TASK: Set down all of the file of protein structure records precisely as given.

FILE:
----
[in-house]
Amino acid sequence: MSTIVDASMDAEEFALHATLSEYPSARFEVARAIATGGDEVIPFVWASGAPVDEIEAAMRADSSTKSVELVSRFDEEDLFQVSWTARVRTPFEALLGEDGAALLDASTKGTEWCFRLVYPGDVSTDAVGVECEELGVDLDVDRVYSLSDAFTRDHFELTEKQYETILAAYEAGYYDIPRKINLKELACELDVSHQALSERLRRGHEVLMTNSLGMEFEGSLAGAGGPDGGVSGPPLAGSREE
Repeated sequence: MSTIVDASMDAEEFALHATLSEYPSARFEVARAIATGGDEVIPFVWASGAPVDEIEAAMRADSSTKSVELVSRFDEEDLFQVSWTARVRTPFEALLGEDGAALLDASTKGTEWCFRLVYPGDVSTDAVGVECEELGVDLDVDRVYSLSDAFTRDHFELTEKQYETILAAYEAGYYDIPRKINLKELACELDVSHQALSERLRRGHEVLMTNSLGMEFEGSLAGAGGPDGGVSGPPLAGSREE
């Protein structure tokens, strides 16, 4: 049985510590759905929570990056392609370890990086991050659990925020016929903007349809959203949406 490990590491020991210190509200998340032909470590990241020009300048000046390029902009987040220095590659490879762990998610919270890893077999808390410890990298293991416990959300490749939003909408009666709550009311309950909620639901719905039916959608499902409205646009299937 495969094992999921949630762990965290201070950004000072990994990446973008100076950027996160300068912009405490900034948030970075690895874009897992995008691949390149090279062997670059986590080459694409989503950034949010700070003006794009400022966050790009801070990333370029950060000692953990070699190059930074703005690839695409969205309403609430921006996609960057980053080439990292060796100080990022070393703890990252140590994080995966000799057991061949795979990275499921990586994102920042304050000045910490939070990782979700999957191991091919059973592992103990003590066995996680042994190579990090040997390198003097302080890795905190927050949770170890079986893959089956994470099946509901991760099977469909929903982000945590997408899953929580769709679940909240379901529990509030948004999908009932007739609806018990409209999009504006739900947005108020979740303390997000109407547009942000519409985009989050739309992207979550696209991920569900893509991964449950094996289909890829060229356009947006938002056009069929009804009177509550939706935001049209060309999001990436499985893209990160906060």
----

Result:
[in-house]
Amino acid sequence: MSTIVDASMDAEEFALHATLSEYPSARFEVARAIATGGDEVIPFVWASGAPVDEIEAAMRADSSTKSVELVSRFDEEDLFQVSWTARVRTPFEALLGEDGAALLDASTKGTEWCFRLVYPGDVSTDAVGVECEELGVDLDVDRVYSLSDAFTRDHFELTEKQYETILAAYEAGYYDIPRKINLKELACELDVSHQALSERLRRGHEVLMTNSLGMEFEGSLAGAGGPDGGVSGPPLAGSREE
Repeated sequence: MSTIVDASMDAEEFALHATLSEYPSARFEVARAIATGGDEVIPFVWASGAPVDEIEAAMRADSSTKSVELVSRFDEEDLFQVSWTARVRTPFEALLGEDGAALLDASTKGTEWCFRLVYPGDVSTDAVGVECEELGVDLDVDRVYSLSDAFTRDHFELTEKQYETILAAYEAGYYDIPRKINLKELACELDVSHQALSERLRRGHEVLMTNSLGMEFEGSLAGAGGPDGGVSGPPLAGSREE
């Protein structure tokens, strides 16, 4: 049985510590759905929570990056392609370890990086991050659990925020016929903007349809959203949406 490990590491020991210190509200998340032909470590990241020009300048000046390029902009987040220095590659490879762990998610919270890893077999808390410890990298293991416990959300490749939003909408009666709550009311309950909620639901719905039916959608499902409205646009299937 495969094992999921949630762990965290201070950004000072990994990446973008100076950027996160300068912009405490900034948030970075690895874009897992995008691949390149090279062997670059986590080459694409989503950034949010700070003006794009400022966050790009801070990333370029950060000692953990070699190059930074703005690839695409969205309403609430921006996609960057980053080439990292060796100080990022070393703890990252140590994080995966000799057991061949795979990275499921990586994102920042304050000045910490939070990782979700999957191991091919059973592992103990003590066995996680042994190579990090040997390198003097302080890795905190927050949770170890079986893959089956994470099946509901991760099977469909929903982000945590997408899953929580769709679940909240379901529990509030948004999908009932007739609806018990409209999009504006739900947005108020979740303390997000109407547009942000519409985009989050739309992207979550696209991920569900893509991964449950094996289909890829060229356009947006938002056009069929009804009177509550939706935001049209060309999001990436499985893209990160906060």